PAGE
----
The Antikythera shipwreck prompted the world’s first ever major underwater archaeological expedition. The Antikythera wreck is a Roman shipwreck dating from the 2nd quarter of the 1st century BC. In October 1900, the wreck was discovered by sponge divers off Point Glyphadia on the Greek island of Antikythera.
After divers discovered the shipwreck the Archaeological Service of Greece launched the expedition. However, they were unsuccessful in recovering the most significant part of the cargo, and it wasn’t until 1976 that another team recovered the Antikythera mechanism. This “mechanism” is believed to be the world’s oldest analog computer.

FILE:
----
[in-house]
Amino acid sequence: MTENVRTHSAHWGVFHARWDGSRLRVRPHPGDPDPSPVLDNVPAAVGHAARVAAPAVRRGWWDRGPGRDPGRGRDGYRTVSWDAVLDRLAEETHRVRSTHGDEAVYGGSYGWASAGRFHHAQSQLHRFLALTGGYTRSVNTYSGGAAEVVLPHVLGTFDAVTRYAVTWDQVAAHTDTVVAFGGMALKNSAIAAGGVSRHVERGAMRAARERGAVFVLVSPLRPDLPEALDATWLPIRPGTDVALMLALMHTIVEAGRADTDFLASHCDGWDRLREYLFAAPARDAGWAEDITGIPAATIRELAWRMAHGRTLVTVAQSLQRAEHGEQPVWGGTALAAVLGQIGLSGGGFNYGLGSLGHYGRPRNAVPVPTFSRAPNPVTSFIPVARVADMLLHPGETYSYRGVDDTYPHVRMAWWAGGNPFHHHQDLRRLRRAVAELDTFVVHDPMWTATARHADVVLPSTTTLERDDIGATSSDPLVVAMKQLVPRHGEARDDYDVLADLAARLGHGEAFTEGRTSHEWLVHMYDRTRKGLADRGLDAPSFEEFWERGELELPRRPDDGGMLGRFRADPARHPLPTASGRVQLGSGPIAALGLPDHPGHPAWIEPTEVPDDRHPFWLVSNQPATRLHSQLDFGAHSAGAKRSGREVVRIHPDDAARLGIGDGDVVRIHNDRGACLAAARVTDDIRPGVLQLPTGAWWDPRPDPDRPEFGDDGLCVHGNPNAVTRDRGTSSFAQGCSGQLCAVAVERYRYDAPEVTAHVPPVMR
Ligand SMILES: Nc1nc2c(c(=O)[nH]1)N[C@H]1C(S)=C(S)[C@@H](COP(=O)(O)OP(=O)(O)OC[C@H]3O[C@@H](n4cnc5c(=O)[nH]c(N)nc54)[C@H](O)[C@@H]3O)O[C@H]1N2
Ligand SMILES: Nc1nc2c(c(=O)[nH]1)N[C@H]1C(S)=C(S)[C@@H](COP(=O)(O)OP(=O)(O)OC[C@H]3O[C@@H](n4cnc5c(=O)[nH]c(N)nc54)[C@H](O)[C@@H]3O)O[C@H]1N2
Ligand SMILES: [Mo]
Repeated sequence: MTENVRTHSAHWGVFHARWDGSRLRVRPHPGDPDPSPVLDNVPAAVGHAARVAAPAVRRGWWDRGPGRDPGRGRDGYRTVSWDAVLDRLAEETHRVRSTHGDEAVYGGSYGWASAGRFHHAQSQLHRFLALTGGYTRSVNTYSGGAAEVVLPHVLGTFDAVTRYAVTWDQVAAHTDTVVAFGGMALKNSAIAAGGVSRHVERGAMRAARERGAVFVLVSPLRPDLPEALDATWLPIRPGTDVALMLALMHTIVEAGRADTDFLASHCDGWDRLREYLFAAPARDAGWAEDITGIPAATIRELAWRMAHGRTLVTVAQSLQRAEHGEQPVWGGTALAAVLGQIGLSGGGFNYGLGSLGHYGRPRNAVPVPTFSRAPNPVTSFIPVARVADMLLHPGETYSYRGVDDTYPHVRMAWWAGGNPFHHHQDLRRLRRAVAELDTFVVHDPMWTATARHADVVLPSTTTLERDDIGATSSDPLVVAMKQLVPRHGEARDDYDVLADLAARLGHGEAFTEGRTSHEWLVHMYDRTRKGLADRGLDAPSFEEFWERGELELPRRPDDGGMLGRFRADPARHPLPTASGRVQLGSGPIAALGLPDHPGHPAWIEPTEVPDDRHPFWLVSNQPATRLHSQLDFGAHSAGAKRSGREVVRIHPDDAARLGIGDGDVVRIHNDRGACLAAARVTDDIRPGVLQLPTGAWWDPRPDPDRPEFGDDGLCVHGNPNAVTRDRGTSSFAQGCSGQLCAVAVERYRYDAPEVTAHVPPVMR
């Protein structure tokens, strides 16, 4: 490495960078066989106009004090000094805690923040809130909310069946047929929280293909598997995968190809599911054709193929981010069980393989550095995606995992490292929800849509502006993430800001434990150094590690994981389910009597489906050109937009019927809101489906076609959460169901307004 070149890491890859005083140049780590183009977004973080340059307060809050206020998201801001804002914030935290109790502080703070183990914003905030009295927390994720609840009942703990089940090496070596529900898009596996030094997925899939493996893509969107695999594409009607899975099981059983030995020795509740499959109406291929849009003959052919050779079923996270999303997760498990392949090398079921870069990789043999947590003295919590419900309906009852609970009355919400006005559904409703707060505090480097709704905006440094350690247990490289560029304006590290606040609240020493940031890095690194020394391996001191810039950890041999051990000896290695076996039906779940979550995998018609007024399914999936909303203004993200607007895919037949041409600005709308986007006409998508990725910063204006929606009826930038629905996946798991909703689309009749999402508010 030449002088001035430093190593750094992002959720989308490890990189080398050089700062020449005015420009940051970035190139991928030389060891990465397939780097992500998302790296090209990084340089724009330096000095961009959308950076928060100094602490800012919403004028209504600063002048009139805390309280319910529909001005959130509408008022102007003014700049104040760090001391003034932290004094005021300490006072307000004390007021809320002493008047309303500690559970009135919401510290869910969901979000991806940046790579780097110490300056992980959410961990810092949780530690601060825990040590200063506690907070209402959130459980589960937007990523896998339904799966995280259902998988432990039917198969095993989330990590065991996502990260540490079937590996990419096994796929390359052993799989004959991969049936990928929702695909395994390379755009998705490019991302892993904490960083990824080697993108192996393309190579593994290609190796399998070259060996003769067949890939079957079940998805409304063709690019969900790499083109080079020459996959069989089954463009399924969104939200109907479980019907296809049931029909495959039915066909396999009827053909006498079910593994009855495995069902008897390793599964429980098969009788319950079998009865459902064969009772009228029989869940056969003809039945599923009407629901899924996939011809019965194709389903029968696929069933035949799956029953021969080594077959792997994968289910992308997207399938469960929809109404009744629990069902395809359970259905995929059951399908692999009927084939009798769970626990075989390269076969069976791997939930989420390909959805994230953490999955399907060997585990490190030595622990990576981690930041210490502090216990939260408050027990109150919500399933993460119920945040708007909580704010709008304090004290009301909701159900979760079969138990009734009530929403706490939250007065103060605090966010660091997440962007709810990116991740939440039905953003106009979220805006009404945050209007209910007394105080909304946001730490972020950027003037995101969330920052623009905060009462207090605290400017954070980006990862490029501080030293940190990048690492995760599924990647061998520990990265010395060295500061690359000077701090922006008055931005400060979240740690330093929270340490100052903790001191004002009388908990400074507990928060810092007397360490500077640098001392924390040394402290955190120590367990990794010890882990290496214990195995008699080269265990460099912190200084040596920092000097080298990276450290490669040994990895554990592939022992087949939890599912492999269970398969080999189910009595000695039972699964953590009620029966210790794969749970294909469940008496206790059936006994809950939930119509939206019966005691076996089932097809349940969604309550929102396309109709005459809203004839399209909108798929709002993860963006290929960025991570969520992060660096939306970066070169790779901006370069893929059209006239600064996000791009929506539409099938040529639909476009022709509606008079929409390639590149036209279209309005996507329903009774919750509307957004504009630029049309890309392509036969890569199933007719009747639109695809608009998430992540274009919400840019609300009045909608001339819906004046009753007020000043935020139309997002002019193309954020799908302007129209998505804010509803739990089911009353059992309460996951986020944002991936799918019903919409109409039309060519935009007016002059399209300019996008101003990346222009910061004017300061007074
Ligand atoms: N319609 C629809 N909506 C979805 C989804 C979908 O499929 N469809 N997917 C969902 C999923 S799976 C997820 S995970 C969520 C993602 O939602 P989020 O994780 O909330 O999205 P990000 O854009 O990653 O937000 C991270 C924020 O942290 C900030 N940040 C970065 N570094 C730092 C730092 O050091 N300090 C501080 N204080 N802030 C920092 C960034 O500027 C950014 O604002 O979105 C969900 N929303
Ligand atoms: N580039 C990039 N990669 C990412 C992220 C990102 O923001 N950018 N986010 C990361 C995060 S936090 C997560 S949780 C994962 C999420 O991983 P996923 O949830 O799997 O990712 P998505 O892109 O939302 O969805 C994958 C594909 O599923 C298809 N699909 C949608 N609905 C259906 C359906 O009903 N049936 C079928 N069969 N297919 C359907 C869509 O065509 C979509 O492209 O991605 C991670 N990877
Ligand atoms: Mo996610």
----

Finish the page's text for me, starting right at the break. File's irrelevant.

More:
Though the ship carried many treasures, this piece has received so much attention from the media that few are aware of Antikythera’s other wondrous treasures, which include pottery, glassware, jewelry, statues, coins and copper couch beds.
The Statue of Youth is one of the ship’s most remarkable recovered statues. The classical bronze statue dates back to sometime between 340 and 330 B.C. and is on display, along with the rest of the artifacts, at the Archaeological Museum in Greece.